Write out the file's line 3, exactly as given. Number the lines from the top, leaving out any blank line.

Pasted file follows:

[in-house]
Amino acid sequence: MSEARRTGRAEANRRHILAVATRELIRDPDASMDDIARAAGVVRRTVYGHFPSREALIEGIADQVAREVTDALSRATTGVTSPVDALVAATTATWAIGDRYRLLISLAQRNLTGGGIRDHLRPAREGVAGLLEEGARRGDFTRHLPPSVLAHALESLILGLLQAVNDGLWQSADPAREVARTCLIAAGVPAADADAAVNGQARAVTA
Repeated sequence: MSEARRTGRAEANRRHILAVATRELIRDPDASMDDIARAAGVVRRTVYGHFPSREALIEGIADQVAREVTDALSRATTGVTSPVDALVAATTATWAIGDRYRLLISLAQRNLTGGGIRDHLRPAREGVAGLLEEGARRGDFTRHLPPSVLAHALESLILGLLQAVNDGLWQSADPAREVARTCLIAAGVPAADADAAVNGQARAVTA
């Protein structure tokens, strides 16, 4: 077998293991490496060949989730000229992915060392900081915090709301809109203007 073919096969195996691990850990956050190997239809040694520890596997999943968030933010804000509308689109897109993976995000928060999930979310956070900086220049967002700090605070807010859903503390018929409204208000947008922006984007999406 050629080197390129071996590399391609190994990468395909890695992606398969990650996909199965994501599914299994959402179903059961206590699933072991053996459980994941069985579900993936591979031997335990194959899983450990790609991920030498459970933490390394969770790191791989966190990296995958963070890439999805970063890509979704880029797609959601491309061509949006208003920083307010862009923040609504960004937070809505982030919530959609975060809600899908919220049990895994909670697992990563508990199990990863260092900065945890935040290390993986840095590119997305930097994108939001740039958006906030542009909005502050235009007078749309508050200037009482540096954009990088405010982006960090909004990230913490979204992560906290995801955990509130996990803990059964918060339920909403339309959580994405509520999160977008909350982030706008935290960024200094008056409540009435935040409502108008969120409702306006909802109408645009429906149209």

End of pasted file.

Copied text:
Repeated sequence: MSEARRTGRAEANRRHILAVATRELIRDPDASMDDIARAAGVVRRTVYGHFPSREALIEGIADQVAREVTDALSRATTGVTSPVDALVAATTATWAIGDRYRLLISLAQRNLTGGGIRDHLRPAREGVAGLLEEGARRGDFTRHLPPSVLAHALESLILGLLQAVNDGLWQSADPAREVARTCLIAAGVPAADADAAVNGQARAVTA